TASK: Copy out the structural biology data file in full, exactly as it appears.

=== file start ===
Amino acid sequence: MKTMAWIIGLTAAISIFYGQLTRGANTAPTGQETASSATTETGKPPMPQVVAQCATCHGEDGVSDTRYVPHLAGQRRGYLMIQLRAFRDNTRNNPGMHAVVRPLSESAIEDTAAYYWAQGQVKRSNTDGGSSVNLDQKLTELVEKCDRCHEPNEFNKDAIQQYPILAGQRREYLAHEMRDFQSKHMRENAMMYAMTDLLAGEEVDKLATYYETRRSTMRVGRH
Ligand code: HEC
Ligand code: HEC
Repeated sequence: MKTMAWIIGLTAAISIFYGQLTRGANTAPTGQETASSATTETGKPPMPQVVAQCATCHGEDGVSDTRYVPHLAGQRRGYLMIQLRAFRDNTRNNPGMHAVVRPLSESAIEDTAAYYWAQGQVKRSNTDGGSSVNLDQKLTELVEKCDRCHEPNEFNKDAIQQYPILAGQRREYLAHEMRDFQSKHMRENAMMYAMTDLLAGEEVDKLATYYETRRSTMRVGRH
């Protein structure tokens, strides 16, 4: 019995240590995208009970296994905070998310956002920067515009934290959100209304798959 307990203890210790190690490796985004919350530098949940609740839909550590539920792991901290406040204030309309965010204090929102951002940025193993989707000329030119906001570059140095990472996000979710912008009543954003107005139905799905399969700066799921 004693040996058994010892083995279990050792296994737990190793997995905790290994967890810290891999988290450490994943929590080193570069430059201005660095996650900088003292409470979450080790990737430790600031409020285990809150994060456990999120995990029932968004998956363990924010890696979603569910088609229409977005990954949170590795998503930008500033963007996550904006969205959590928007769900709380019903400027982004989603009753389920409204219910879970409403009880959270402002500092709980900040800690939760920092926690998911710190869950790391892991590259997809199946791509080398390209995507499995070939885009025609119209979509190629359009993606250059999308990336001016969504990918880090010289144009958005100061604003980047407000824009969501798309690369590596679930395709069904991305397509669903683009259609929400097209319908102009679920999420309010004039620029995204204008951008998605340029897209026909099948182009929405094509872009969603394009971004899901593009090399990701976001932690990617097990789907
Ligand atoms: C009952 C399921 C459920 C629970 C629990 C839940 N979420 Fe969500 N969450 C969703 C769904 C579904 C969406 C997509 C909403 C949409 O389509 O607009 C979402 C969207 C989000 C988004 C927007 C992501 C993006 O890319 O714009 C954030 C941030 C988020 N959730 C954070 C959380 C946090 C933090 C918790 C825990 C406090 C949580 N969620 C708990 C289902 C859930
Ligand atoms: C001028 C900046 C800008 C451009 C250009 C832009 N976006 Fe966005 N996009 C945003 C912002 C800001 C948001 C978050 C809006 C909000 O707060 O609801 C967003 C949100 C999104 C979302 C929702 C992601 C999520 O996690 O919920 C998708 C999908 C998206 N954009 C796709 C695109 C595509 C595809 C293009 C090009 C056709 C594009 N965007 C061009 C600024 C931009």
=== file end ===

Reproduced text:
Amino acid sequence: MKTMAWIIGLTAAISIFYGQLTRGANTAPTGQETASSATTETGKPPMPQVVAQCATCHGEDGVSDTRYVPHLAGQRRGYLMIQLRAFRDNTRNNPGMHAVVRPLSESAIEDTAAYYWAQGQVKRSNTDGGSSVNLDQKLTELVEKCDRCHEPNEFNKDAIQQYPILAGQRREYLAHEMRDFQSKHMRENAMMYAMTDLLAGEEVDKLATYYETRRSTMRVGRH
Ligand code: HEC
Ligand code: HEC
Repeated sequence: MKTMAWIIGLTAAISIFYGQLTRGANTAPTGQETASSATTETGKPPMPQVVAQCATCHGEDGVSDTRYVPHLAGQRRGYLMIQLRAFRDNTRNNPGMHAVVRPLSESAIEDTAAYYWAQGQVKRSNTDGGSSVNLDQKLTELVEKCDRCHEPNEFNKDAIQQYPILAGQRREYLAHEMRDFQSKHMRENAMMYAMTDLLAGEEVDKLATYYETRRSTMRVGRH
């Protein structure tokens, strides 16, 4: 019995240590995208009970296994905070998310956002920067515009934290959100209304798959 307990203890210790190690490796985004919350530098949940609740839909550590539920792991901290406040204030309309965010204090929102951002940025193993989707000329030119906001570059140095990472996000979710912008009543954003107005139905799905399969700066799921 004693040996058994010892083995279990050792296994737990190793997995905790290994967890810290891999988290450490994943929590080193570069430059201005660095996650900088003292409470979450080790990737430790600031409020285990809150994060456990999120995990029932968004998956363990924010890696979603569910088609229409977005990954949170590795998503930008500033963007996550904006969205959590928007769900709380019903400027982004989603009753389920409204219910879970409403009880959270402002500092709980900040800690939760920092926690998911710190869950790391892991590259997809199946791509080398390209995507499995070939885009025609119209979509190629359009993606250059999308990336001016969504990918880090010289144009958005100061604003980047407000824009969501798309690369590596679930395709069904991305397509669903683009259609929400097209319908102009679920999420309010004039620029995204204008951008998605340029897209026909099948182009929405094509872009969603394009971004899901593009090399990701976001932690990617097990789907
Ligand atoms: C009952 C399921 C459920 C629970 C629990 C839940 N979420 Fe969500 N969450 C969703 C769904 C579904 C969406 C997509 C909403 C949409 O389509 O607009 C979402 C969207 C989000 C988004 C927007 C992501 C993006 O890319 O714009 C954030 C941030 C988020 N959730 C954070 C959380 C946090 C933090 C918790 C825990 C406090 C949580 N969620 C708990 C289902 C859930
Ligand atoms: C001028 C900046 C800008 C451009 C250009 C832009 N976006 Fe966005 N996009 C945003 C912002 C800001 C948001 C978050 C809006 C909000 O707060 O609801 C967003 C949100 C999104 C979302 C929702 C992601 C999520 O996690 O919920 C998708 C999908 C998206 N954009 C796709 C695109 C595509 C595809 C293009 C090009 C056709 C594009 N965007 C061009 C600024 C931009």